Once upon a time, Serbia was a place where both good and bad people lived. And they were more or less evenly distributed along political party, professional and municipal lines. Now the good people live only in the ruling party, all the others are mooching off the government, and if they’re not outright stealing, they are at least malicious and intentionally or stupidly thwarting the government’s efforts. We are facing a demographic disorder worse than sub-replacement fertility (which only the usual opponents of LGBT people still talk about), and the authorities remain silent. And will remain silent. For them, this situation is perfect.

Our government has proved to be extremely sensitive when it comes to the spoken word and the effect this word can cause. Unfortunately, this applies only to other people’s words. When the Turkish coach said that Serbian football fans are terrorists and then one fan was killed in Turkey, our government quickly and easily connected the weight of the words with deeds and quickly, and too easily, sent a demarche, issued an exclusion order and threatened with breaking off relations.

They are even more sensitive on the home front. If someone even thinks of looking at one of the officials (or a member of their family) the wrong way, they are promptly accused, on television of course, that their thinking can produce detrimental effects both to the offended one and the country as a whole.

But when government officials publicly smear their citizens or citizens of other countries, the government does not realize the connection between these words and offenses they may cause. If you ask the government, only malicious tongues could connect setting bakeries ablaze with the harsh words uttered by the government and peppered by the media. Just like only malicious people could express their concern about the consequences that may arise from routinely smearing one profession after the other, one age or social group after the other, or one person after the other. Disability pensions – fraudulent! Other pensions – undeservedly high! The socially vulnerable – parasites! Lawyers, teachers, the media, journalists, prosecutors – all of them rabble-rousers who need to go to elections if they want to rule, until then they better shut up! Just like all the critics should shut up, because, as the prime minister explained “in the exclusive interviews for RTS” (exclusive! – he gives an interview every week, and appears on RTS at least once a month) – all those who criticize and compare this government to those from the nineties are stuck. Not mentally, although they are probably mentally retarded as well, but stuck in the nineties. This, however, is not a new argument – it has long been appearing in both serious and frivolous media – only the “authors” who advocate it are new. Some of them do not hesitate to produce witnesses posthumously, just to use them as “evidence” in the case registered under the title: “All those who didn’t dutifully join us are arrogant auto-chauvinists, well paid to advocate a policy of ‘the worse, the better’ and are now left without a guru and, therefore, in total disarray, so they are open to attacks”.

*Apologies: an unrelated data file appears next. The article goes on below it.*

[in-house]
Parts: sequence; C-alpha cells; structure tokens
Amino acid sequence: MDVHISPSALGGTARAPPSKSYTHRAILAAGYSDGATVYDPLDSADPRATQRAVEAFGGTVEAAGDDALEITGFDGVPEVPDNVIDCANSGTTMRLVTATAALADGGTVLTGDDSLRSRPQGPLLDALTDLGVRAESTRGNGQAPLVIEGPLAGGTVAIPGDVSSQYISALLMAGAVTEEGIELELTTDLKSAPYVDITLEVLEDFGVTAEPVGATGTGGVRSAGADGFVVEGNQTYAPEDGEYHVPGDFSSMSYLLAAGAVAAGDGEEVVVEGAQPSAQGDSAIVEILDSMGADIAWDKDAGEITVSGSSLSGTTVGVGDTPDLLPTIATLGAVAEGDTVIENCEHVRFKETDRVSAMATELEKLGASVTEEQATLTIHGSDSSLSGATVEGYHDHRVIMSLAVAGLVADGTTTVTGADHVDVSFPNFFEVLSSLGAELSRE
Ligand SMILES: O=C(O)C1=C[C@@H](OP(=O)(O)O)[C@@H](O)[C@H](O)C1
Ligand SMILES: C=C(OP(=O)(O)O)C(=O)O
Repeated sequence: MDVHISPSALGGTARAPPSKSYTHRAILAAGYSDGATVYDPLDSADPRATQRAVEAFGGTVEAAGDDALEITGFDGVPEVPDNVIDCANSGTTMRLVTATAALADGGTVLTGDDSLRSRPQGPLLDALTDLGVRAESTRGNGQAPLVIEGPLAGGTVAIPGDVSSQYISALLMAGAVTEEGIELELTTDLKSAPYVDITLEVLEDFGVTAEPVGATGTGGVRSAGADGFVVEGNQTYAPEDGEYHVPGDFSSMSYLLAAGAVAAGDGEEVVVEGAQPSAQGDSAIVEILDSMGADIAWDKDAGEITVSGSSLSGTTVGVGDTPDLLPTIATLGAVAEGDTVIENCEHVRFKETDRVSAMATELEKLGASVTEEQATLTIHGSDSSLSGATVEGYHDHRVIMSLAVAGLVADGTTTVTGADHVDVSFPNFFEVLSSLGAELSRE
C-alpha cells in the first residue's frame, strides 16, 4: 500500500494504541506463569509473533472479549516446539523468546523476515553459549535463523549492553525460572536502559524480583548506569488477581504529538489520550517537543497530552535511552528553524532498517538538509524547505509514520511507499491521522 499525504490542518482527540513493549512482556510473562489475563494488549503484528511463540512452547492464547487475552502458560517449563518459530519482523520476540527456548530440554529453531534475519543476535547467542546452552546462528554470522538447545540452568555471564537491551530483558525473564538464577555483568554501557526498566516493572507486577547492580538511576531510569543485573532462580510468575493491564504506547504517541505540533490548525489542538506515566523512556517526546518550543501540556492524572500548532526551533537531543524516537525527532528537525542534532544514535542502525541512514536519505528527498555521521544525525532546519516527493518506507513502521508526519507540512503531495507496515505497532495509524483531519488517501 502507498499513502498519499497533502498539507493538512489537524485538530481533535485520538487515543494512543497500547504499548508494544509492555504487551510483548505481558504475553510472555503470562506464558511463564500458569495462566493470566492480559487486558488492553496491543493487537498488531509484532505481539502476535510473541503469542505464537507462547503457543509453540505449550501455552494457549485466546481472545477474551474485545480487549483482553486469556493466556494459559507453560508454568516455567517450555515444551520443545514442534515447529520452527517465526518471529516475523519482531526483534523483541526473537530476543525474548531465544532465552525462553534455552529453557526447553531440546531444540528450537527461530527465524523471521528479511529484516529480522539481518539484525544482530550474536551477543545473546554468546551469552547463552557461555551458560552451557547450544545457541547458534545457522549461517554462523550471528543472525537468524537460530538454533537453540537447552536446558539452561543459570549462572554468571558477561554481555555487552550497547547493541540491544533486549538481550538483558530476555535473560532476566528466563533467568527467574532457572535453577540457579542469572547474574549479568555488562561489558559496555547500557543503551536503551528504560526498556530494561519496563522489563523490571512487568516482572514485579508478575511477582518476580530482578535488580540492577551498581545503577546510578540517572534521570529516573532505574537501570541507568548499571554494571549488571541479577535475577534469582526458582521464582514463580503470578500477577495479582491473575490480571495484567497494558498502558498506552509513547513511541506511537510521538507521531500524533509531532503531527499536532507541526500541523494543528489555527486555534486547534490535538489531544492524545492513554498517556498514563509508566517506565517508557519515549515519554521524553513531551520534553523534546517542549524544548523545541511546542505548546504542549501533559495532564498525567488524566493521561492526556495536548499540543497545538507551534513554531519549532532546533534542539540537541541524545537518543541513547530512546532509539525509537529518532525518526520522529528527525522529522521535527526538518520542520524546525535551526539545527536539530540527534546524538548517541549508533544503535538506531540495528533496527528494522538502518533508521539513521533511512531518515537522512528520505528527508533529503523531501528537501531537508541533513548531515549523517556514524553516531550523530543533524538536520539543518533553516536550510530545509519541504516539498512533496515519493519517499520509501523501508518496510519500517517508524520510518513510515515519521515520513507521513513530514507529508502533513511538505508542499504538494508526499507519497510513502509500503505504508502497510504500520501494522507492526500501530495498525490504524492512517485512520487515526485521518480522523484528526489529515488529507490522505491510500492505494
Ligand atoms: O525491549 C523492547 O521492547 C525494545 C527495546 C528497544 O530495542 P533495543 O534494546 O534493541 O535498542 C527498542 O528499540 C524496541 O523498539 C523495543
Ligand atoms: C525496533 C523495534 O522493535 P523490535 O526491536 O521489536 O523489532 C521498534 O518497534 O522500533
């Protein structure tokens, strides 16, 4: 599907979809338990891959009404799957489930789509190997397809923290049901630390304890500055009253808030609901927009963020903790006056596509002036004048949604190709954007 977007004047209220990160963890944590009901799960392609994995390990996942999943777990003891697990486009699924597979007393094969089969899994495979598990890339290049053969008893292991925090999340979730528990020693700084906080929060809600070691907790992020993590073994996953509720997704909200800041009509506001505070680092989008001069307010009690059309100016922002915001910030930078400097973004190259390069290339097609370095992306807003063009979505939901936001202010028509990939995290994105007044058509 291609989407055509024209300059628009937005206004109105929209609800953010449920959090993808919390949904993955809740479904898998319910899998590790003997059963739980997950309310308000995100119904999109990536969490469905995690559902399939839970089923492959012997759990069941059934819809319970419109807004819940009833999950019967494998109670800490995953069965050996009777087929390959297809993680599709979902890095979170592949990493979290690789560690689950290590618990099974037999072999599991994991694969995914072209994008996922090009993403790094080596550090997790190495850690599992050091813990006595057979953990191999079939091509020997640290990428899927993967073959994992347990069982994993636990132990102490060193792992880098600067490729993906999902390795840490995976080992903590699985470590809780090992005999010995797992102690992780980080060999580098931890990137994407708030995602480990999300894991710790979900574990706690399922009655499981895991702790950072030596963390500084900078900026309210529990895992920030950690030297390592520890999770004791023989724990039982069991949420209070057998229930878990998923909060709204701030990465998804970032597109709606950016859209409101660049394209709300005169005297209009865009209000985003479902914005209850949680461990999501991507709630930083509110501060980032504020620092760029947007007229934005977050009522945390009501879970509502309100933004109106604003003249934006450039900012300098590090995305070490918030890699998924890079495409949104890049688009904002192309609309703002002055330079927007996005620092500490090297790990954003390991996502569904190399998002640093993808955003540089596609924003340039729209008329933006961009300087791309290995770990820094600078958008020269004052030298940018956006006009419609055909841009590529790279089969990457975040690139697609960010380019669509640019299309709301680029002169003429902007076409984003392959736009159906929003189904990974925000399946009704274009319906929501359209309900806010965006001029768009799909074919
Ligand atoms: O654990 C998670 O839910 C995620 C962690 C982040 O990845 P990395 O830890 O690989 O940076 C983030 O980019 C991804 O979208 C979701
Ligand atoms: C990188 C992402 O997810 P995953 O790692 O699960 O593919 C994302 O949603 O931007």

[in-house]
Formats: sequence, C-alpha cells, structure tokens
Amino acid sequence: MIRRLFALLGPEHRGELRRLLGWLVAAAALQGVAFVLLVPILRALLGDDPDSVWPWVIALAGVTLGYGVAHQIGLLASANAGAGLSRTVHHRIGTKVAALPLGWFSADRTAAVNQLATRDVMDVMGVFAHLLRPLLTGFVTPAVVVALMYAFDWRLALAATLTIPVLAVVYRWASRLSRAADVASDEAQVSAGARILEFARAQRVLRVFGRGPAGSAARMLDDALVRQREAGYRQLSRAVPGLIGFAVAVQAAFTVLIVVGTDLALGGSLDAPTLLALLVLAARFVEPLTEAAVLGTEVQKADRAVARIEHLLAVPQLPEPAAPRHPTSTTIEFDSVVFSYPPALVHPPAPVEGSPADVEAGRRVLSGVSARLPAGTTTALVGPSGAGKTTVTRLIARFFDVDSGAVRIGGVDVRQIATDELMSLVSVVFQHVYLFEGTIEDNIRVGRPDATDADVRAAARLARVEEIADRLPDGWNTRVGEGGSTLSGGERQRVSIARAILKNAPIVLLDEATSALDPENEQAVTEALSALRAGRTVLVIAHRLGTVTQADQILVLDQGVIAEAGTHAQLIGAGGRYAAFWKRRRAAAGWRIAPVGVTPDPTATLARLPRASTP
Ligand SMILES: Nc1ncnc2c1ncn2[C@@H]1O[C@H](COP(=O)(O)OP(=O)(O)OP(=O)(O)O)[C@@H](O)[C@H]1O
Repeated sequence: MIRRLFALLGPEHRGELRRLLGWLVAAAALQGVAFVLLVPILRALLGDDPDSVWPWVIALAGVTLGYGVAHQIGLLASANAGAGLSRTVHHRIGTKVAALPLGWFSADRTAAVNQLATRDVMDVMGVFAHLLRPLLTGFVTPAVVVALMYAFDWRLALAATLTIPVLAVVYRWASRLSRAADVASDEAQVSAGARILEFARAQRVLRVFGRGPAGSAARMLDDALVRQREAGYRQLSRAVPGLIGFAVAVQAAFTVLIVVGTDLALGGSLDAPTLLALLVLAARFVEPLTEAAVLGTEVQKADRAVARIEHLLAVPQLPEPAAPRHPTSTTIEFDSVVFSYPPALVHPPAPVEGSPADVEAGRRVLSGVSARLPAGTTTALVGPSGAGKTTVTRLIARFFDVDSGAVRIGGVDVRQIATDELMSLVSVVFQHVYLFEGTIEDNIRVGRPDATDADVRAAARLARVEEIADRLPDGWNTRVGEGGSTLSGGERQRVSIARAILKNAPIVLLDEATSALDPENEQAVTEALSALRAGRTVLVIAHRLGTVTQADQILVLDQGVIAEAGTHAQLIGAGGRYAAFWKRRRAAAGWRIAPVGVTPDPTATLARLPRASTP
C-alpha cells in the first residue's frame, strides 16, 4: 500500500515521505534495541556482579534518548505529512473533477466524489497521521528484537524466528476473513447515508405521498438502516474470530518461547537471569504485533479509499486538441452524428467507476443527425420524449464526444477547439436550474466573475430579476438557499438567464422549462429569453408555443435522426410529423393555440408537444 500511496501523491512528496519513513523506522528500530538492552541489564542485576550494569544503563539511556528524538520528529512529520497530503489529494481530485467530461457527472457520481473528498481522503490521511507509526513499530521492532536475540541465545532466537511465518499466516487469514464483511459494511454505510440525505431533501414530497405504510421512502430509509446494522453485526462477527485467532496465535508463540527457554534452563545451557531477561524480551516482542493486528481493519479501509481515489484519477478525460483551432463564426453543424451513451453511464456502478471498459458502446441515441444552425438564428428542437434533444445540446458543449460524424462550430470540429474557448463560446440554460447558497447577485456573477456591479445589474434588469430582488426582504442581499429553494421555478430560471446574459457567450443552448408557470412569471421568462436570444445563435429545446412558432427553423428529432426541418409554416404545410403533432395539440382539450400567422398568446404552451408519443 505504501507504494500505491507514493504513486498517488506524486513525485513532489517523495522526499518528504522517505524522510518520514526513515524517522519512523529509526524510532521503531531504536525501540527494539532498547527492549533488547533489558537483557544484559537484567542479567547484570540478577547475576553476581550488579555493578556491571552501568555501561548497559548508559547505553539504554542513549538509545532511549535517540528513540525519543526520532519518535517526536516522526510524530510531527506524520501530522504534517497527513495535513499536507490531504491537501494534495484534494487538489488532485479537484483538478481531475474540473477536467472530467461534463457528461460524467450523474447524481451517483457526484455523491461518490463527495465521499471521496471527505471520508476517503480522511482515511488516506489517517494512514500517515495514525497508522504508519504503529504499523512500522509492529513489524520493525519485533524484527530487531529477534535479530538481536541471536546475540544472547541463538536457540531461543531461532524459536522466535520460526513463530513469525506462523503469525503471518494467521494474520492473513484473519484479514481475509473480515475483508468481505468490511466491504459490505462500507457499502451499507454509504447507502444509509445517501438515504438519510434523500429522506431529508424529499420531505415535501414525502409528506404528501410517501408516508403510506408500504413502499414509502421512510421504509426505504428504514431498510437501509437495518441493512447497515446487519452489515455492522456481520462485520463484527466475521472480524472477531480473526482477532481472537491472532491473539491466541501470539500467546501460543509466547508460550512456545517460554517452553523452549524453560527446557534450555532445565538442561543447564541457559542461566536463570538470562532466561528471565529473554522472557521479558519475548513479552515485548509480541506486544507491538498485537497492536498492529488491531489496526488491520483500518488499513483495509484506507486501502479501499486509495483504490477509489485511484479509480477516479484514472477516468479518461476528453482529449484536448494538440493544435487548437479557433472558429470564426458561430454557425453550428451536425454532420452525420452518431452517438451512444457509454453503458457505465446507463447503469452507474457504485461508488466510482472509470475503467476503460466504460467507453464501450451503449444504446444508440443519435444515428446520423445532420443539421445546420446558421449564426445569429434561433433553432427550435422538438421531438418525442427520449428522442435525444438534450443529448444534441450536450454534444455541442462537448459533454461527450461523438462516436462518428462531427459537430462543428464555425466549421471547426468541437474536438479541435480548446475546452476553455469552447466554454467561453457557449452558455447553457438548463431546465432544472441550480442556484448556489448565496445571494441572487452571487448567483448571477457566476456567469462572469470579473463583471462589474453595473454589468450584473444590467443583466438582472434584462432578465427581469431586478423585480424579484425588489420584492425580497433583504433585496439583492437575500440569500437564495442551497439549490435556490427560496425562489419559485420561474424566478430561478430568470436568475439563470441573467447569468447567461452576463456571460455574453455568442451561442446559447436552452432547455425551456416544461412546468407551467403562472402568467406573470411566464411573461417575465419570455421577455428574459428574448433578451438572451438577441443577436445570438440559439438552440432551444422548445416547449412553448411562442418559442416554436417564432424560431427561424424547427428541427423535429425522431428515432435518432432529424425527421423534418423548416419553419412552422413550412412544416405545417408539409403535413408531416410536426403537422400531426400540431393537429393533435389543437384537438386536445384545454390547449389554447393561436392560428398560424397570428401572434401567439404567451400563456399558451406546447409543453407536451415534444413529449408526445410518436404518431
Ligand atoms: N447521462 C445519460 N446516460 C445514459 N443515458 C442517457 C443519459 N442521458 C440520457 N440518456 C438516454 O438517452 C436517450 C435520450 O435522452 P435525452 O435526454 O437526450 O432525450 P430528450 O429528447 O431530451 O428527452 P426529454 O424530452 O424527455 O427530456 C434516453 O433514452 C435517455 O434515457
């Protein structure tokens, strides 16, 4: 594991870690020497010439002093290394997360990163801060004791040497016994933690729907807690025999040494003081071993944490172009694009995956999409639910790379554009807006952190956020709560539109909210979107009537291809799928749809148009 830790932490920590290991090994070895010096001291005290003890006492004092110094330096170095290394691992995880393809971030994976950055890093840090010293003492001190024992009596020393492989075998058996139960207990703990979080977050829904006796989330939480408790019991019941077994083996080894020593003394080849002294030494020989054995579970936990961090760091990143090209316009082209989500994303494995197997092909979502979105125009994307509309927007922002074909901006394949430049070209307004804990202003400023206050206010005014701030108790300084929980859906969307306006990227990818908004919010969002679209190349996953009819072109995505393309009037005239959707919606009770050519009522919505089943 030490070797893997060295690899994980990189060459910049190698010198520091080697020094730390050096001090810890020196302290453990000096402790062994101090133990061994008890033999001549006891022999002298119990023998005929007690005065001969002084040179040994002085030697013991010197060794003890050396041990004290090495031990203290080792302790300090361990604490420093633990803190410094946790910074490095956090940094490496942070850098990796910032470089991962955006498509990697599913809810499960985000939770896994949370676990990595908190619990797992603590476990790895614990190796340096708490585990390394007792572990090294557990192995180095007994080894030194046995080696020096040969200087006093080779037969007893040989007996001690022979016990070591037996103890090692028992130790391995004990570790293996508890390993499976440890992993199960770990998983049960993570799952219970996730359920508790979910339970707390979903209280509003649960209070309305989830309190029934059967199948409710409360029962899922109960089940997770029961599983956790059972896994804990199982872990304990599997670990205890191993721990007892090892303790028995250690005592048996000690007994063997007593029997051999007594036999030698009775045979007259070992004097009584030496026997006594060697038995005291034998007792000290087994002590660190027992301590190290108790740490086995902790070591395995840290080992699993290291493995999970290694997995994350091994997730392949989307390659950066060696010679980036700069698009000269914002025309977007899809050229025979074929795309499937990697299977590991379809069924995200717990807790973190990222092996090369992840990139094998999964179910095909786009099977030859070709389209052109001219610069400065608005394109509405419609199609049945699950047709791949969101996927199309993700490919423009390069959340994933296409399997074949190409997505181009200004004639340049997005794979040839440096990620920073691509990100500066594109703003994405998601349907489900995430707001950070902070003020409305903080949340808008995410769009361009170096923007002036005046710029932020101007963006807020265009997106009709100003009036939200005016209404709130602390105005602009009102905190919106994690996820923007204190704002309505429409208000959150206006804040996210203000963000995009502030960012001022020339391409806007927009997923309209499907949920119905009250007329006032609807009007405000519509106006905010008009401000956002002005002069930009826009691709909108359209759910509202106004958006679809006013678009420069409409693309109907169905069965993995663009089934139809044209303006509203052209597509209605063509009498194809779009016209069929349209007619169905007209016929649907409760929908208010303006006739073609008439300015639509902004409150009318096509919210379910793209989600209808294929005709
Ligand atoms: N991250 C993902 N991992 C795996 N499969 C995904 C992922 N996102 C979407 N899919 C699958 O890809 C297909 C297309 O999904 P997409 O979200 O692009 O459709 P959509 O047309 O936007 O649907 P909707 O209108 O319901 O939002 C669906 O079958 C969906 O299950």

So, good luck in these new years which are not the nineties. May the target on your back turn to gold.

Translated by Marijana Simic

Pešč, 26.11.2014.

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Nadežda Milenković
Nadežda Milenković, kreativna direktorka, školovala se da radi sa delinkventima, a završila kao „samohrana majka srpskog advertajzinga“. Smislila neke od najboljih slogana: „Ili jesi ili nisi“ (Lav pivo) , „Izgleda šašavo, ali mene leđa više ne bole“ (Kosmodisk), „Ako vam je dobro, onda ništa“ (Peščanik)... Radila u reklamnim agencijama: Mark-plan, Sači, Mekken, Komunis. Sve manje radi komercijalne kampanje i okreće se goodvertisingu. Na Fakultetu za medije i komunikacije vodila master kurs: Idejologija. Autorka bestseler knjige „Kako da najlakše upropastite rođeno dete“, dugogodišnje rubrike „Pun kufer marketinga“ u nedeljniku Vreme i kolumne ponedeljkom na portalu Peščanik. Poslednja knjiga: „Ponedeljak može da počne“, 2020.
Nadežda Milenković

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